Posted by jennine | November 19, 2007, 6:14 pm
  4. That is very interesting…
    Apart from LVMH manufacturing(which I know first-hand) & Hermes (which I know by reputation and coworker reports), it is true that I don’t know where those other brands are made. I can say with all confidence that LVMH brands are made where they say they are…

    It certainly could be that Prada, Gucci, & Burberry may well be made in Asia. I’m not certain about PPR Group sourcing & manufacturing, but legally, there are standards for inserting any sort of country of origin labeling - certain percentages of manufacturing must be met within country, etc… I’d be surprised if they were legally able to put “Made in Italy” labels inside of items that weren’t MOSTLY made in Italy.

    Haven’t read this book though, obviously just basing this on my own experience. Will look into getting a copy!

    Posted by Ms. P&C | November 19, 2007, 7:51 pm
  5. This is sooo my topic! The thing about the expensive dresses made in china or india? People let themselves often fool by the price tag or the name that goes with it. This is something i struggle with being a designer myself. We once had a presentation in a luxury store among with other young designers and someone said while looking at the exhibited goodies: “okay, and now off to the big names”. How dumb is that?

    Posted by Fenke | November 20, 2007, 3:15 am
  6. yeah… i am not for sure where things are made, or what exactly the standards are from anything, and once something like this enters my head, it’s hard to get out. I wish there was a reliable source to go to, for determining the working conditions of the craftsmen. i really don’t care what country it is, as long as they are fairly compensated, and highly skilled.

    i do believe however, that the big names don’t necessarily equate with quality and certainly not value. i guess this means that you just have to learn to develop an eye for quality.

    Posted by jennine | November 20, 2007, 11:56 am
  7. Great post.
    I agree with you in so many points. “they don’t necessarily offer what they promise.” I’m tired of seeing astronomic prices in “luxury goodies” tags and touching the thing in question to find out is mere plastic…

    Posted by Bobble Bee | November 21, 2007, 9:44 pm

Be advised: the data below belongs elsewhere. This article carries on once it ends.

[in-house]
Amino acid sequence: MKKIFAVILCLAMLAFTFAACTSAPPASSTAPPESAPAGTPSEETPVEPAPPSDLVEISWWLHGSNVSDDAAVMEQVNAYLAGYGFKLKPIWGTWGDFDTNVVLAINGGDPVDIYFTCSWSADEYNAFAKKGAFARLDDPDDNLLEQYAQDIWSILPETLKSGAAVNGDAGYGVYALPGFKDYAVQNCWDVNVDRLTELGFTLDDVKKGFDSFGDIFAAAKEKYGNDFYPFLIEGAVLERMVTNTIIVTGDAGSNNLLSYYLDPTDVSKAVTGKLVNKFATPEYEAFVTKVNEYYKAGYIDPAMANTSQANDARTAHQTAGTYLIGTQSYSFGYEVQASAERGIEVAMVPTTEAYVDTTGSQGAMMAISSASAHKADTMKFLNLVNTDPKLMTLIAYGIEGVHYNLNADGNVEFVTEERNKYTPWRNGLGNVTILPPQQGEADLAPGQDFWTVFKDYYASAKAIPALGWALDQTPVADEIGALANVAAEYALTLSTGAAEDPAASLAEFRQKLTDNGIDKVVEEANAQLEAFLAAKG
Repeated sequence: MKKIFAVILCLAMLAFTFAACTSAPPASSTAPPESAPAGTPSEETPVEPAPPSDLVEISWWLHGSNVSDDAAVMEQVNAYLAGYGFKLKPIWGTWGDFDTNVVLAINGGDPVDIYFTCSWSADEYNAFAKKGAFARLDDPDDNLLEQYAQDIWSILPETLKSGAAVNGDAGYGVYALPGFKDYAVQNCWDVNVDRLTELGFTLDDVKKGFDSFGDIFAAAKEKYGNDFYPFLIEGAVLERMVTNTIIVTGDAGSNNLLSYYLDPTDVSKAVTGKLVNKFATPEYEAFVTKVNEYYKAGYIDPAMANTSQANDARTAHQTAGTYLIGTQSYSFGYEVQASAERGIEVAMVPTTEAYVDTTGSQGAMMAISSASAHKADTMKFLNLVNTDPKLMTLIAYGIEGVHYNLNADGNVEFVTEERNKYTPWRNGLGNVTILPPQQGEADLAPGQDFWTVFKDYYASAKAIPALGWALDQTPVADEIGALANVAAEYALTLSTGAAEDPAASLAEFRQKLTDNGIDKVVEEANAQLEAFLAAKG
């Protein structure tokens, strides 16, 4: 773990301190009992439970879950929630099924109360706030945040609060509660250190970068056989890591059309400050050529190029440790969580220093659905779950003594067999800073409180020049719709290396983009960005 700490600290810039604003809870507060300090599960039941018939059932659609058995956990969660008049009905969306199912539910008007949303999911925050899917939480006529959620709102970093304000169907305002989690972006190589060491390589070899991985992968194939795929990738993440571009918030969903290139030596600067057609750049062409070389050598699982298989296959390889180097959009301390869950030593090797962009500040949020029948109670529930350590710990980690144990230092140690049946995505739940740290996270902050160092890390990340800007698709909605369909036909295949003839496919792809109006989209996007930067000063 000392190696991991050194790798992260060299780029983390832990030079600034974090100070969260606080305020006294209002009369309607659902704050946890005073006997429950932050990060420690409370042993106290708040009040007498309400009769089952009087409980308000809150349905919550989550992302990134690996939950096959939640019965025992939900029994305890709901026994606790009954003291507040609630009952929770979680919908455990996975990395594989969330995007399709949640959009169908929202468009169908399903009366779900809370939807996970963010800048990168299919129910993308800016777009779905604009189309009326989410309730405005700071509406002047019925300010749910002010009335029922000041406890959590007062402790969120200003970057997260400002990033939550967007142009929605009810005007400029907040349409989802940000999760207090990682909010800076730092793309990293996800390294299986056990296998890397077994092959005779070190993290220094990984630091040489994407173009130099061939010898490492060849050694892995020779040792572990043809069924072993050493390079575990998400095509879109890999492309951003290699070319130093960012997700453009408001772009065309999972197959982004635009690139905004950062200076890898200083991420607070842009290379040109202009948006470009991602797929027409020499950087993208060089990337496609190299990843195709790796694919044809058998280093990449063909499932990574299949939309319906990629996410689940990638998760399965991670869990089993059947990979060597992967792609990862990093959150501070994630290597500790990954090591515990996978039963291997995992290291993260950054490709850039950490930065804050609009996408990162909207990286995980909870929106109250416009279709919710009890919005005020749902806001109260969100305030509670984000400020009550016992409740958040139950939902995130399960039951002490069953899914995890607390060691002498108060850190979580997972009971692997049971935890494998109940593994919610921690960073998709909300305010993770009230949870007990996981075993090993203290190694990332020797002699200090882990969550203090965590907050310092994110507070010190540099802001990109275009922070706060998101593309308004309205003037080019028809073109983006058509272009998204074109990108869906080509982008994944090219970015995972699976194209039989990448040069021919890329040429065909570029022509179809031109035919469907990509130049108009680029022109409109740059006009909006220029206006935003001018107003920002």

8. BTW at ms. p&c: I work in the fashion business and know what “made in US” or Europe means… we do also have sweatshops and I have witnessed more than two.
    Many brands (more that you’d think)hide their “national” sweatshops in a “made in US” label because they know we all think sweatshops exist only in eastern countries… when the truth is that no matter where they’re producing, the workers’ conditions are the same. Crap.

    Posted by Bobble Bee | November 21, 2007, 9:49 pm
  9. so much to talk about here… i don’t know where to start, so i will bring up something related: those chanel sunglasses aren’t made by chanel but rather by some manufacturer that has licensed the chanel name. of course chanel has an interest in making sure the product reflects their brand, but if it’s essentially being designed/quality controlled/project managed/produced by another company (and with actual production being contracted/subcontracted) how much more “chanel” are they than any other sunglass label produced by that same company? i.e. is there anything really “chanel” to them besides the logo? i personally don’t think so.

    Posted by a. | November 22, 2007, 3:02 am
  10. patricia/ yeah… did you see ‘made in la?’ about the sweatshops that exist in la…
    it’s really moving

    and a/
    if the sunglasses aren’t made by chanel companies then why do the spend so much advertising to sell them and why do they sell them in the boutiques? i don’t get how that is different from any other product a brand is trying to push…
    sorry, but i don’t

    Posted by jennine | November 22, 2007, 10:31 am